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As a young girl, heading to the doctor to be put on birth control was a normal experience for many.
Most of the girls in my high school were in the same situation for one reason or another.
My story begins with my struggle with acne as a tween. My mom took me to the local doctor at the time, and his first response was “birth control”—not as a contraceptive, but as a way to “regulate hormones” to help lessen the severity of my acne.
I wasn’t having sex, nor was I planning on it anytime soon.
Thinking that this was the only option and being far too young to really understand the difference, I agreed. Of course, I agreed, I wanted these pimples to be gone, and I would do anything if it promised clear skin (high school kids are relentless). I walked out of the office with a prescription for hormonal contraception (the pill) and started taking it immediately.
As a bonus, I learned how to manipulate my period when I wanted to go swimming on vacation, or if an important event was coming up that “aunt flow” wasn’t invited to. I felt like superwoman; I felt in control; I felt like I had the power to make my cycle work for me, instead of learning how to work with it.
I didn’t know at the time that this probably wasn’t the best thing for my body, but as a teenager, I didn’t tend to think about the consequences.
Looking back, I’m wondering, “How the hell was the pill the only option to treat my acne?”
It makes sense now, learning that women were only included in clinical trials, by law, since 1993.
In a system created and sustained by men, women have been left out of the conversation for far too long. Instead of trying to understand the cycles and bodies of women, they were deemed “too complicated” and pushed aside.
Before leaving on my travels, I opted for an IUD because it felt easy. Not having a period to worry about, not worrying about getting pregnant, and not needing to remember to take a pill every day. It was a great option, one that many don’t get the chance to have. I’m grateful for the opportunity to protect myself in that way.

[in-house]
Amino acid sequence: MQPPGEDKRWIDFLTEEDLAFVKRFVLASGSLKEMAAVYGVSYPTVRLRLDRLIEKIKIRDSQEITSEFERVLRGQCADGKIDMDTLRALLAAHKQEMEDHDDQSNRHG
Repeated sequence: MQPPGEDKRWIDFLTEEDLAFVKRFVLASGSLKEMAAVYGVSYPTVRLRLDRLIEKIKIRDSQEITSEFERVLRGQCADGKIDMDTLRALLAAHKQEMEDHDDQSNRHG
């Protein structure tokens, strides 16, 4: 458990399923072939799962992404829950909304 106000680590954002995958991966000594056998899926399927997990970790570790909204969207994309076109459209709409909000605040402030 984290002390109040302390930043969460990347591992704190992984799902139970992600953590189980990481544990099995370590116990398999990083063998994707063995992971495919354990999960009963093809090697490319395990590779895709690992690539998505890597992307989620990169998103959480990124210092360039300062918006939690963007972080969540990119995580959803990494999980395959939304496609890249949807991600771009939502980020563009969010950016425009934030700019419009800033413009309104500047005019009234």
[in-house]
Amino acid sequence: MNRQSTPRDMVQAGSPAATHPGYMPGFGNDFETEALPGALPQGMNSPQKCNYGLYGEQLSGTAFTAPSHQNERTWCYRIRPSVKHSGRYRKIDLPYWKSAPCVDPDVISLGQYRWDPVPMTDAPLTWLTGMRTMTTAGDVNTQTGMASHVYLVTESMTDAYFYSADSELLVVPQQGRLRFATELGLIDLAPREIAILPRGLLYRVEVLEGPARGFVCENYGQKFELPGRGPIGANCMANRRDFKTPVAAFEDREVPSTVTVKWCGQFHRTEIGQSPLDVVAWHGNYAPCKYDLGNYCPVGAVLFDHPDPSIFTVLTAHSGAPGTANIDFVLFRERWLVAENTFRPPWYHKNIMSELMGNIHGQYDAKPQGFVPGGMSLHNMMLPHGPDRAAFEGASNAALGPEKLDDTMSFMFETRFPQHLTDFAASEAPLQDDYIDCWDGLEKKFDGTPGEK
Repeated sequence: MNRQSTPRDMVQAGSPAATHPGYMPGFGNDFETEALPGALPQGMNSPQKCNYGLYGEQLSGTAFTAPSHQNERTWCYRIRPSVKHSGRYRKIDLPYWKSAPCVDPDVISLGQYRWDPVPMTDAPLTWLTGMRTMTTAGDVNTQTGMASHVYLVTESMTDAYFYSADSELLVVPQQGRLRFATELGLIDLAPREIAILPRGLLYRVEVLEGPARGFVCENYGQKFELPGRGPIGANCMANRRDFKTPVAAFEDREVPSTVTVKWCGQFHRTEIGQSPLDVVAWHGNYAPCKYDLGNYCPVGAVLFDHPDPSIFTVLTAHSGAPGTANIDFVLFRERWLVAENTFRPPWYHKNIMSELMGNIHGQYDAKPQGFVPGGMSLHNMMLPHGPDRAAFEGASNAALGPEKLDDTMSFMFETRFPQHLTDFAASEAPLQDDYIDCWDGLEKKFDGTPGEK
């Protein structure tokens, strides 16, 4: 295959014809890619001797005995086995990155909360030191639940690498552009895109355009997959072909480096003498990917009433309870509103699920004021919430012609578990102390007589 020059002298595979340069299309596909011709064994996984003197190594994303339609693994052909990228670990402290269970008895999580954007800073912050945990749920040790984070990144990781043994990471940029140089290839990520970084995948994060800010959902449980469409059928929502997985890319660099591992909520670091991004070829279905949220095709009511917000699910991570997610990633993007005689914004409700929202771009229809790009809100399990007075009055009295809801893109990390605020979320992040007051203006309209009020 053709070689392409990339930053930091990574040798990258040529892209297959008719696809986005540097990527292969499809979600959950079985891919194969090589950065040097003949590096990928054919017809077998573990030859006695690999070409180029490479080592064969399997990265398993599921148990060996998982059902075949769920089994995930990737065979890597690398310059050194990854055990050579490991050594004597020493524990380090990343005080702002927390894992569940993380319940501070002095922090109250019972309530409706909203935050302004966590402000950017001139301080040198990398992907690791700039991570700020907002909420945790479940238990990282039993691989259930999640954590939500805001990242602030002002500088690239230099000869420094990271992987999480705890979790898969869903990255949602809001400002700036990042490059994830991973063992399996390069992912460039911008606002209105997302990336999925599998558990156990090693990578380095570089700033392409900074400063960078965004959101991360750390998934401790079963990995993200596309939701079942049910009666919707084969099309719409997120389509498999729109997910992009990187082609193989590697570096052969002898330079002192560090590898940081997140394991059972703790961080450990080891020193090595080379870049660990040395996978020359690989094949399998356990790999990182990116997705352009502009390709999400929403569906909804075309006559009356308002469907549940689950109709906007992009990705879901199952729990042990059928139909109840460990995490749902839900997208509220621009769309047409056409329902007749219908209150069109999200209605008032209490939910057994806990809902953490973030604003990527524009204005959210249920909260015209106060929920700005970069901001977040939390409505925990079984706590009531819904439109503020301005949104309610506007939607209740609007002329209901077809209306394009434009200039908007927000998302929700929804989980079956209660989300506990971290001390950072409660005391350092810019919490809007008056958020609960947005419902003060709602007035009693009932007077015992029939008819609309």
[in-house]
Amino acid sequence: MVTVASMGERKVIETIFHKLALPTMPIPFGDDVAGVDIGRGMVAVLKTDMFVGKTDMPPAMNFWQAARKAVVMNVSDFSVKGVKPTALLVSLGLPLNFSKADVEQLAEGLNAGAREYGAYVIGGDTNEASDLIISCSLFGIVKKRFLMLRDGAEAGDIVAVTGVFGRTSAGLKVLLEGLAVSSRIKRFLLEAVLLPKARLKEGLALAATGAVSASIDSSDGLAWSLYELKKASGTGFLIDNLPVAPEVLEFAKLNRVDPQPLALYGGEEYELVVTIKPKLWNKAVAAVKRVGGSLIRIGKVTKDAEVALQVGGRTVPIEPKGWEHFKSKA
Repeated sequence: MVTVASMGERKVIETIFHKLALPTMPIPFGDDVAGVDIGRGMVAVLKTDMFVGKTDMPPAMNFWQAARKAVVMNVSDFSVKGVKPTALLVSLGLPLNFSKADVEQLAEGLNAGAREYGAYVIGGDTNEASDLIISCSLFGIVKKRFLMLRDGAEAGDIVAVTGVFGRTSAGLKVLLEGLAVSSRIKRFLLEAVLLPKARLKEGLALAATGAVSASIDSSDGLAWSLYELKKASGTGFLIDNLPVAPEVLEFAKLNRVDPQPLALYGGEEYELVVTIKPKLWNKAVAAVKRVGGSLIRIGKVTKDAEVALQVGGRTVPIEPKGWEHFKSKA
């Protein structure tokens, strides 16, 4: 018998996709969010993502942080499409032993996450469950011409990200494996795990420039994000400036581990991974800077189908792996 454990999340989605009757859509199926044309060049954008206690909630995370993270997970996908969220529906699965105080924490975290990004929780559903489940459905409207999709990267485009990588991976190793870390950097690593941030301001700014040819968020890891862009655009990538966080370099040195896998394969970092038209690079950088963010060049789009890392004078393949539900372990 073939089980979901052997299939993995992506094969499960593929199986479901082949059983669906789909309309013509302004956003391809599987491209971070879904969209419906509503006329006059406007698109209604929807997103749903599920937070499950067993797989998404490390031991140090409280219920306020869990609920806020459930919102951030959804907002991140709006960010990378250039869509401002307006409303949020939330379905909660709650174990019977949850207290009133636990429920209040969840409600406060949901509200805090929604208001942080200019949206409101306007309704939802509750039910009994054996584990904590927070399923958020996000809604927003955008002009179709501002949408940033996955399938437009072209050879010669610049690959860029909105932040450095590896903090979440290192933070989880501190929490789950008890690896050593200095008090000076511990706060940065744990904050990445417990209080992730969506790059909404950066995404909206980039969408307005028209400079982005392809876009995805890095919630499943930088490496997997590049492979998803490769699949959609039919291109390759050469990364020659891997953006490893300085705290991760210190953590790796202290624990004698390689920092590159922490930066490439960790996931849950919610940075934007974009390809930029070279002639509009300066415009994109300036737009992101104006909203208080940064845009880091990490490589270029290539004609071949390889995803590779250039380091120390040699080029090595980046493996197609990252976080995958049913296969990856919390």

I’m an advocate for contraceptives and all things sexual health, but I believe that there is a lack of information and a disconnect.
Hormonal contraception is often deemed the only option (for more than just the prevention of pregnancy), but is it really an option if there is no other choice provided?
As women, we’ve been ignored, unheard, and treated as if we’re not important. We are excluded from the conversations and studies and encouraged to take treatment made for men, by men.
I stayed on birth control until I was 27 years old. For more than half of my life, I took a pill to regulate my hormones, clear my acne, and eventually prevent pregnancy because I didn’t know how my body worked. Nobody ever taught me what it meant if I was in my luteal phase, or if I was ovulating. No doctor looked deeper into my depression and anxiety (now realizing that the IUD that was in my body probably had a part in that). I wasn’t taught how food can heal my acne or support my cycle. Nobody told me that I may feel more tired and introverted during my luteal phase, and more external and energetic while I’m ovulating.
I didn’t get a choice because I was uninformed. The information is not readily available, and that’s a big problem in my eyes.
Learning about my body as a woman has completely changed my life. I now understand that my body runs on a 28-day cycle (like the moon), as opposed to the 24-hour cycle (like the sun) of a man.
So why is it that we women are encouraged to live by a cycle that isn’t ours?
I learned more information through social media than any doctor has ever given to me—that’s f*cking sad—and I am grateful to the women who are standing up and taking the lead, grabbing the reins that the healthcare industry dropped long ago.
Since learning more about my body and the cycle that I’m built for, I’ve decided to drop the hormonal contraceptive and truly connect with this vehicle that’s driving me through life. I’m no longer silencing her; I’m listening to her. I’m riding the 28-day wave with confidence. We, women, are actually much more predictable than they say, if they would just take the time to learn.
The most frustrating part of all of this for me is the fact that there are other ways. It isn’t a one-size-fits-all—especially between male and female bodies. We are all different, and our bodies were never meant to be treated the same.
When I removed my IUD last year, I got my life back. I started to understand my body in a way that I had never understood before. I’ve connected with my cycle, with the moon, and with my autonomy.
Say it with me:
I am in control.
I am in control.
I am in control.
This is how I believe it should be for every woman. Every woman should be in control of her own body—whether that’s by choosing hormonal contraception or deciding not to, by being truly informed about her cycle and all of the options, and by choosing to abort pregnancy safely.
My body is the one thing that can’t be taken from me, it’s the one thing that I came into this world with, and it will be the one thing with me until I leave.
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